This analysis provides trajectories for FMI, FFMI, and WC for black and nonblack adolescents. The trajectories varied remarkably by age and gender and to a lesser extent by race. There were gender and age differences in the measurements after age 10 years, with a strong divergence between boys and girls in the growth pattern of FMI; boys decreased in FMI with age, and girls continued to increase in FMI. This finding was similar to those from other studies,8,15,16
except in one,8
FMI values in boys did not decrease until after age 12 years.
Although BMI growth pattern and rate were similar for boys and girls, the BMI components differed greatly between genders, particularly during adolescence. In both genders, BMI was composed predominantly of lean mass. For boys, the age-related increase in BMI was concurrent with a large increase in FFMI and a decrease in FMI, which may explain the changes in boys’ physiques as they become more lean and muscular during adolescence. These results were similar to those of other studies.3,5,15,17
Demerath et al.3
reported that white boys aged 13–18 years experience an increase in BMI percentile that may be accompanied by a uniform increase in the FFM component across the range of BMI percentiles; further, older boys increase faster in FFM than younger boys and experience a decrease in percent body fat, even in the overweight range.
Waist circumference trajectories differed by gender and race. Black girls had a larger WC compared with other gender–race groups at all ages, similar to the findings in another report.18
Waist circumference did not differ between black and nonblack boys, which supports findings19
of no differences in the rate of visceral and subcutaneous abdominal adiposity between gender groups. Of the four adiposity trajectories presented in the current study, WC showed the fewest differences among the four gender–race groups and generally was most similar to BMI and FFMI, except that black boys had a steeper increase in FFMI. An explanation for the increase in WC is that it represents the measurement for truncal fat, including muscles and bones without differentiation of visceral and subcutaneous fat, and the increase for boys may represent a greater increase in FFM than in fat mass.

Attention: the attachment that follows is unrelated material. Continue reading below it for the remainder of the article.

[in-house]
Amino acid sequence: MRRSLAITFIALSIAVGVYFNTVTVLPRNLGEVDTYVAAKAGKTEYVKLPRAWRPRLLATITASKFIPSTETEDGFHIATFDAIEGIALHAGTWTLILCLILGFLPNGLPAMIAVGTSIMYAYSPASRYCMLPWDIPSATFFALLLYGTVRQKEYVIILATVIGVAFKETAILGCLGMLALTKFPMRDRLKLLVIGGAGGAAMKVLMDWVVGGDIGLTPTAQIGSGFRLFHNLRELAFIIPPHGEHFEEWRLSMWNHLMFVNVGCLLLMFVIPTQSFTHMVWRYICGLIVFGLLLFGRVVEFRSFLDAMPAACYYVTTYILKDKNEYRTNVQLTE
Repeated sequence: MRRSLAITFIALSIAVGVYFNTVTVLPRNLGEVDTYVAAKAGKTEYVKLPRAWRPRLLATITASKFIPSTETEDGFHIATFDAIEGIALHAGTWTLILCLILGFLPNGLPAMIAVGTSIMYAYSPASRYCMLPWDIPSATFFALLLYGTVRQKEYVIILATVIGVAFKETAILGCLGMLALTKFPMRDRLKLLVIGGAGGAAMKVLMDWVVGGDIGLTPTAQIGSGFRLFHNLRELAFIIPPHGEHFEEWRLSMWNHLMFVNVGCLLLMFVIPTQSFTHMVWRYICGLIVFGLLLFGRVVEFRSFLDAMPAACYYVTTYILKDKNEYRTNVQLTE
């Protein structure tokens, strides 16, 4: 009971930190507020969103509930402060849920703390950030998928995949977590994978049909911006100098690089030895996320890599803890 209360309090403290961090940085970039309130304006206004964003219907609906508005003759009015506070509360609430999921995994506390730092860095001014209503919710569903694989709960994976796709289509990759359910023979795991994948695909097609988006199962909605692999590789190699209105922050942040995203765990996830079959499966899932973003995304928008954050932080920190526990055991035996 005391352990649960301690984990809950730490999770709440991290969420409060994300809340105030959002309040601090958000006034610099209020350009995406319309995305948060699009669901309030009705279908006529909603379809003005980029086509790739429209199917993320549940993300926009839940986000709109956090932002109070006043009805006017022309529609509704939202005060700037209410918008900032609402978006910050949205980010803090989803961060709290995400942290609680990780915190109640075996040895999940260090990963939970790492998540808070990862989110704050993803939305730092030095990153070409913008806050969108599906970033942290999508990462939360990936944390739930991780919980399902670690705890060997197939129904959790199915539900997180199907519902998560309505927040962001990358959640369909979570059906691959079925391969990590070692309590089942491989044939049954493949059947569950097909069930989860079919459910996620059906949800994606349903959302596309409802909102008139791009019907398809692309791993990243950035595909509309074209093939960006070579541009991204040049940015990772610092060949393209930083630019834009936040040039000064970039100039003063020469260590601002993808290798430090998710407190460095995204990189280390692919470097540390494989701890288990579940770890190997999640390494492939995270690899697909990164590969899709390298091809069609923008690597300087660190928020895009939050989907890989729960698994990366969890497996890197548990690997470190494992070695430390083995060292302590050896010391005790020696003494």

The trajectories for all measurements varied remarkably by age and gender and to a lesser extent by race. In the study cohort, black girls, at all ages, had higher values of FMI, BMI, and WC than other race–gender groups, likely making them the highest risk group for CVD and its risk factors. In a study of healthy multi-ethnic children aged 5–18 years,7
distribution of lean and fat mass was similar to the current findings. The current findings are also in agreement with national data indicating that BMI values for black girls are higher than those for nonblack girls during this age period.20
The analyses did not seek to determine the etiology of excess fat mass development in black girls, but they clearly demonstrate the excess fat mass that occurs in adolescents, which likely increases their risk for development of CVD risk factors and CVD as adults. Some possible mechanisms for the differences between black girls and other youth in this study are physiologic, genetic, cultural, and socioeconomic.
Our findings support the recommendation17
to use FFMI and FMI in determining the deeper meaning of BMI. These two measures of adiposity allow independent evaluation and assessment of the contribution of FFM and fat mass relative to body size.4
Calculation of FFMI and FMI in the context of BMI enable the clinician to identify children with normal BMI and excess adiposity (large FMI) to initiate intervention. Similarly, they enable identification of children who are overweight as a result of a large FFMI for primary prevention counseling.
Standards for FFMI, FMI, and WC need to be established. The current findings contribute to the understanding of FFMI, FMI, and WC. A possible weakness of the findings is that FFMI and FMI calculations require measurement of percent body fat. This measurement can be done using bioelectric impedance analysis or dual x-ray absorptiometry. Neither of these measures is readily available in the majority of outpatient pediatric clinics. Another limitation of the current study is that the population was predominantly white with few black children, and there were no other race/ethnic groups for comparison. Finally, the participants were at a variety of pubertal stages, which may account for significant differences in trajectories between boys and girls and between races.